When it comes to a property settlement, having a trust fund can make for a sticky financial situation. Divorce forces spouses to consider every asset that can be counted as part of their union.
A trust fund (also just called a trust) is a legal entity that holds property for another person or group of people. The property is financial in nature, consisting of any combination of cash, stocks, bonds, property, or other products that hold value to the beneficiary. The contents of the trust are placed by the grantor with a trustee (a person or legal entity charged with the responsibility of responsibly managing the account).
In many cases, a trust fund is designed to release the finances when a specific event happens, such as a death. Other possible scenarios include trust funds created for one specific purpose, such as paying for college or buying a home.
Why Do Trusts Exist?
In the end, trusts really exist to make sure that funds are responsibly, appropriately managed at the proper time. Many people set up a trust fund to keep money safe, and they set it aside until a specific time, like when their grandchildren turn 18. These situations are relatively common for passing wealth along to future generations at a time when they’re deemed responsible enough to manage finances on their own.
Trusts can also exist to ensure that certain funds will be used in a specified manner with the help of a third-party trustee. Commonly, you will find a trustee that is responsible for managing the finances of these affairs, or issuing checks on behalf of the beneficiary for a set purpose like college.
Generally speaking, trusts are ultimately designed to appropriately manage funds. They may be structured to allow annual income releases or one-time payments for certain expenses. The specific details about why each trust is created are solely between the person creating it and the person it is bestowed upon.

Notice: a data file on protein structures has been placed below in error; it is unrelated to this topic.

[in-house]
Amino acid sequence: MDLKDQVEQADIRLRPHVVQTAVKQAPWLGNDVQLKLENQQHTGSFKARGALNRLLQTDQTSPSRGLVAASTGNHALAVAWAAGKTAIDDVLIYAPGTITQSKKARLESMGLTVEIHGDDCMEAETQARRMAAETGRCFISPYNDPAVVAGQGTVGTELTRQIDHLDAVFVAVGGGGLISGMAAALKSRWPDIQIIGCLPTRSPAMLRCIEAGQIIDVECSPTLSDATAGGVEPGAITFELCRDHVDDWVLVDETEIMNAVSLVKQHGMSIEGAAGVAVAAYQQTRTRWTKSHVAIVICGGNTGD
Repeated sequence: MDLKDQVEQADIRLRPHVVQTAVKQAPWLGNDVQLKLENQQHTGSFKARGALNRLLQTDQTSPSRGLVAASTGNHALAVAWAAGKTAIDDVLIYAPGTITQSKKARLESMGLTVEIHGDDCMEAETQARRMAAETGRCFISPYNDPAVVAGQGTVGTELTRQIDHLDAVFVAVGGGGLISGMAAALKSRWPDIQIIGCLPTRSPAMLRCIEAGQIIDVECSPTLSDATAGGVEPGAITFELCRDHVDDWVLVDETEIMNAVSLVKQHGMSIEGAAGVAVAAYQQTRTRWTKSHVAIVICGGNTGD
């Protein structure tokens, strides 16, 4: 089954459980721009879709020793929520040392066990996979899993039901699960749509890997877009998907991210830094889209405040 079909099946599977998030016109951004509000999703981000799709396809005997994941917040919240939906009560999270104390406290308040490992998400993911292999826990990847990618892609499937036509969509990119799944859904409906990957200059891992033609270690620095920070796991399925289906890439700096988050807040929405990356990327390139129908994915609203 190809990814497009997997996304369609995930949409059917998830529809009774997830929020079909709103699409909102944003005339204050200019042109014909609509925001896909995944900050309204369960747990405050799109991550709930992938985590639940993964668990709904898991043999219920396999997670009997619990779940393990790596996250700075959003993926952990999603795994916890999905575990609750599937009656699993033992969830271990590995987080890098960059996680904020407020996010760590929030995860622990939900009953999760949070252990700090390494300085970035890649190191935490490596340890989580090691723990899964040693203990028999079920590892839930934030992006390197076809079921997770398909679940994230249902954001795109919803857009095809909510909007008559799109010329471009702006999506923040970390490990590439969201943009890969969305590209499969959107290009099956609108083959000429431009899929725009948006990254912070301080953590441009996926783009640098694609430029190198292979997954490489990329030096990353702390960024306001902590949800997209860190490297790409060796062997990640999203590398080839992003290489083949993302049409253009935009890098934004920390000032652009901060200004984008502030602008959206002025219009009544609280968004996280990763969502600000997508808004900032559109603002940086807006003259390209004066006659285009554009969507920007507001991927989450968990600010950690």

Are Trusts Considered Separate or Marital Property?
As is the case in many issues regarding divorce, trusts can be considered separate or marital property depending upon the laws of your individual state. There is no cut-and-dry precedent for whether a trust could be determined to be a separate or marital property.
Most often, this issue hinges on the specific terms of the trust involved. If the terms are clear that the money was gifted to only one spouse, it is typically considered to be separate property. It becomes even more likely that a trust will be counted as separate property when the trust was bestowed prior to the beginning of a marriage.
When it comes to the terms of your trust fund, ambiguity could lead to the entire account being counted as marital property. It may seem unreasonable when it was created to provide income and inheritance for just one spouse. But in order to claim your trust as separate property, the terms must be clear.
Prenuptial and postnuptial agreements can also contribute to how your trust will be counted in a settlement. If the trust fund was to be counted as combined property after the union was official, it could be equally divided between both spouses in a settlement.
The Terms of the Trust Are Important in Divorce
If the terms of your trust are ambiguous, you must consider a few other things prior to heading into your settlement agreements. Trusts could be factored into any potential alimony or support payments, which you are ordered to pay through the court. Many individuals who have access to a trust fund could have serious financial implications regarding their monthly obligation to their spouses and dependents.
A trust could also be counted as an income or asset during a property settlement. Without clear instructions and terms spelled out for the trust, it could be counted as one of these two items. In this type of scenario, it could lessen what you would otherwise be entitled to—in terms of dividing the marital assets.
Gain Control of Your Trust in Divorce
When you think that your marriage could have a rocky end, it is critical to ensure that the terms of your trust are completely clear. To ensure that there is no ambiguity when it comes to identifying your trust as separate property, have a lawyer review the details in the event of a future divorce.
Likewise, you should try to keep those trust funds separate from any major purchases that the two of you make as a married couple. If major portions of the trust fund are used to purchase items that become marital assets, it becomes even more unclear whether the trust fund should be counted as separate or marital property.
Set up prenuptial or postnuptial agreements that include information about the trust fund. These agreements can help protect your financial interests, and they can be referred to in court, should a divorce make it to trial. Putting measures in place to protect yourself gives you the best possible chance of success at securing a financially stable future for yourself. Your trust fund was created to give you more financial freedom to improve your life, so make sure that it stays in your hands — not your ex-spouse’s.
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